To me, the true promise of the school choice movement isn’t that it might simply save a bit of money or avoid the worst excesses of public education. Rather, it presents an opportunity to rethink childhood. Ultimately, this can work against many of the pathologies that have emerged in American society over the last several decades, including delayed adulthood, high real estate costs, negative-sum credentialism that robs young people of their best years, and culture wars that are exacerbated by the fact that the children of people with radically different values are forced into the same institutions.
But what are their ‘best years’? Are we talking high schoolers or elementary school students? The problem with the ‘less schooling’ argument is no one can draw a line of how much schooling is good enough. Some say, 8th grade, but others say 6th. Or a two-track system of school or vocational training. However, society will probably not tolerate kids roaming the streets during the weekday, which is typical of poor countries. Businesses don’t want it either: kids are not going to be buying anything. Hence school.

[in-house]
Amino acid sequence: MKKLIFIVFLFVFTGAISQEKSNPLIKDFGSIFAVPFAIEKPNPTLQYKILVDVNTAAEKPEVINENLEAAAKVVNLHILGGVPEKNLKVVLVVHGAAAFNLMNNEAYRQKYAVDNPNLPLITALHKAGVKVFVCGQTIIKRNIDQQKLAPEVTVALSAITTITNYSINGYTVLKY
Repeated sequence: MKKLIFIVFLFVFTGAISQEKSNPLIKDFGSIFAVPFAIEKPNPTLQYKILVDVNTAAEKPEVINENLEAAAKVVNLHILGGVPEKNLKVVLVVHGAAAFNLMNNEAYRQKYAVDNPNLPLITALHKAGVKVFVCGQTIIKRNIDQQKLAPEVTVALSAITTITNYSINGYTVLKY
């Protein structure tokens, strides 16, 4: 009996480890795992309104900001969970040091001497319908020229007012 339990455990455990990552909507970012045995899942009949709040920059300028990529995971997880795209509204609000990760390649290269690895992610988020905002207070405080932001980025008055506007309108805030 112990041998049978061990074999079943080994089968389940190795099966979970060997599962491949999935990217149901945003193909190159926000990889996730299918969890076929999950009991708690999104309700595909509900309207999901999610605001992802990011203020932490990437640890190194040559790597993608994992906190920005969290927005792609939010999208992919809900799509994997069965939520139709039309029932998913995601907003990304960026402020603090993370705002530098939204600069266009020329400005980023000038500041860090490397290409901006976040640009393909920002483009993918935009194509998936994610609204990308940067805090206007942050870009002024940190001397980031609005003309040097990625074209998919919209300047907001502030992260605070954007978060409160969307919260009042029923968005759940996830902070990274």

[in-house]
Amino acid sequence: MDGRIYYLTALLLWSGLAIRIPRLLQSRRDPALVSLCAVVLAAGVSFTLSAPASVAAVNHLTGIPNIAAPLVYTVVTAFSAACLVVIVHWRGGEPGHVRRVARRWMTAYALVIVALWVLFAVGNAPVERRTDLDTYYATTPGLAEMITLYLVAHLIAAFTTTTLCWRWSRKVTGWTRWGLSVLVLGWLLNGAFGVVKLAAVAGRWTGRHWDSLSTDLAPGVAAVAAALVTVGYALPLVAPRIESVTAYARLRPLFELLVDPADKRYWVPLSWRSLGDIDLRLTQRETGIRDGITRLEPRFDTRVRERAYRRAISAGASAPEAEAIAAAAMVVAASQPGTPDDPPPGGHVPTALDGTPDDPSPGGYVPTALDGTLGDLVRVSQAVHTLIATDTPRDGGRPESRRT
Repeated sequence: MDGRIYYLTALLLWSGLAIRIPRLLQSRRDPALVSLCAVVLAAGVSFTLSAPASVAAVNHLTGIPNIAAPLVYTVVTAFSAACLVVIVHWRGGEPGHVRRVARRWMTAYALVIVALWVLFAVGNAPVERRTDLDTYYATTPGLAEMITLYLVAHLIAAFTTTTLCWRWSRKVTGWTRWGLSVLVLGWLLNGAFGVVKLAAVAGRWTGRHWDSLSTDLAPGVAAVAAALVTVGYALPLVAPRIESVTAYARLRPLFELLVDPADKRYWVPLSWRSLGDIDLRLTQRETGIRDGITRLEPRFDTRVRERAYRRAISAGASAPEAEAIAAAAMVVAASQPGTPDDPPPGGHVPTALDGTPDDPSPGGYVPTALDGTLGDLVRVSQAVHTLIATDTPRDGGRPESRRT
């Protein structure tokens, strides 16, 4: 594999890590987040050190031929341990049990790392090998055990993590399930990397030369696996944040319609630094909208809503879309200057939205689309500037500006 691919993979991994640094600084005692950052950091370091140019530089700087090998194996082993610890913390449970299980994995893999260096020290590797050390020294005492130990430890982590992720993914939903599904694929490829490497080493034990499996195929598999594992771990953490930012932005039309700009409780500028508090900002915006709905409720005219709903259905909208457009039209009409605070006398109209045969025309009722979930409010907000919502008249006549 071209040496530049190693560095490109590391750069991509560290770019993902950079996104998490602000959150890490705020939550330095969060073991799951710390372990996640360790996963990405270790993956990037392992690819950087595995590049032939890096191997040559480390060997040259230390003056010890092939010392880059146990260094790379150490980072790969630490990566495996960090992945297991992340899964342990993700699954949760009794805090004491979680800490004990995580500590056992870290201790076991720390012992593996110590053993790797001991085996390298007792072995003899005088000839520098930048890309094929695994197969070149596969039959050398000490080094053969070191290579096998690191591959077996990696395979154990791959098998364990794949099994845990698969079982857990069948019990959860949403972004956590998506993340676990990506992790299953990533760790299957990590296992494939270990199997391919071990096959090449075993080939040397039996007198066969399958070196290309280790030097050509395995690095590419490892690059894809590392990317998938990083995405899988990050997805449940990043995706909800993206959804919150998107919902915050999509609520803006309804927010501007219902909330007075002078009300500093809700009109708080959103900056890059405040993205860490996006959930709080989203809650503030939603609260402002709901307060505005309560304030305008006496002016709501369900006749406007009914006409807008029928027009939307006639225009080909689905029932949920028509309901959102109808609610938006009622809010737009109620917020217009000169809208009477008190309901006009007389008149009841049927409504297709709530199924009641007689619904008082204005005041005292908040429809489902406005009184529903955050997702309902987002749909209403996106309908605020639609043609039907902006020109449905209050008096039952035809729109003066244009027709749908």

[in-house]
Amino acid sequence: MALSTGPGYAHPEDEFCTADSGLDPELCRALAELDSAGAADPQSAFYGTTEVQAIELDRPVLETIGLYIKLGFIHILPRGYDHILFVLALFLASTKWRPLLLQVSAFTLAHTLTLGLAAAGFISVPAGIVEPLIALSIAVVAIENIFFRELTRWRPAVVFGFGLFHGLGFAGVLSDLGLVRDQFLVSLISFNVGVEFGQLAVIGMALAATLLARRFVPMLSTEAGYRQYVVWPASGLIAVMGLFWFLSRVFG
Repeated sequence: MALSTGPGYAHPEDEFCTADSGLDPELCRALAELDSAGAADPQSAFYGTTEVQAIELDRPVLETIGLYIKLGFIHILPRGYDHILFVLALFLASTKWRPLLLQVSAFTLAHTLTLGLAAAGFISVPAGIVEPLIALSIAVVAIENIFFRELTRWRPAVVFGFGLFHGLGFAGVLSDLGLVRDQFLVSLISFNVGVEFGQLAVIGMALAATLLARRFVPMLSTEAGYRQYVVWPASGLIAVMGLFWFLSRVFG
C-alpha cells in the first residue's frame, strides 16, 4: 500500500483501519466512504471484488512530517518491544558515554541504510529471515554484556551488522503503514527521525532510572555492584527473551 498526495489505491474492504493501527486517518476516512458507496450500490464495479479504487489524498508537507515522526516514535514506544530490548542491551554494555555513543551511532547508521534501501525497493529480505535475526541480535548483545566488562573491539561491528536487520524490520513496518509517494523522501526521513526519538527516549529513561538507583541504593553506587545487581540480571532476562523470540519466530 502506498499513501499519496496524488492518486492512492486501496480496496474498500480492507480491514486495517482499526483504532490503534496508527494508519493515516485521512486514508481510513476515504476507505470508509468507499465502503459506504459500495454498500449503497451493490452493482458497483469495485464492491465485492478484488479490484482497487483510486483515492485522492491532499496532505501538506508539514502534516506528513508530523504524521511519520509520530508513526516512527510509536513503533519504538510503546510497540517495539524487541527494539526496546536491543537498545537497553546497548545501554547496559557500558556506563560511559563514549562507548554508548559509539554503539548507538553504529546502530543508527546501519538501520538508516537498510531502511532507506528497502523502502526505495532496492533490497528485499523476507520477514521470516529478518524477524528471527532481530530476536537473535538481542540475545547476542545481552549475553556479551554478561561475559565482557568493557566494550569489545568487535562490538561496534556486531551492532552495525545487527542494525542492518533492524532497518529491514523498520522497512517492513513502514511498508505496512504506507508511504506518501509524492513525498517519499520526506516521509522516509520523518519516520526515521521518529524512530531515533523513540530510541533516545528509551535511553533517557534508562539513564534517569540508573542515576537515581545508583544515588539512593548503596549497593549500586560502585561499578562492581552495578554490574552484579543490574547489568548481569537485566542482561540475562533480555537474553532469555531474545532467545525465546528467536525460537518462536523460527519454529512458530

#4 From Resident Contrarian Good News Update and Bonus Article:
Do you know what you call a writer who can consistently generate millions-of-hits-articles? I’m joking, but only a bit. The best writers in the world are consistently good and often great, but writers who can generate massive hit after massive hit at will are rare to the point of non-existence. Most of a writer’s work is putting out the best they can, week after week; they are trying to catch lightning in a bottle.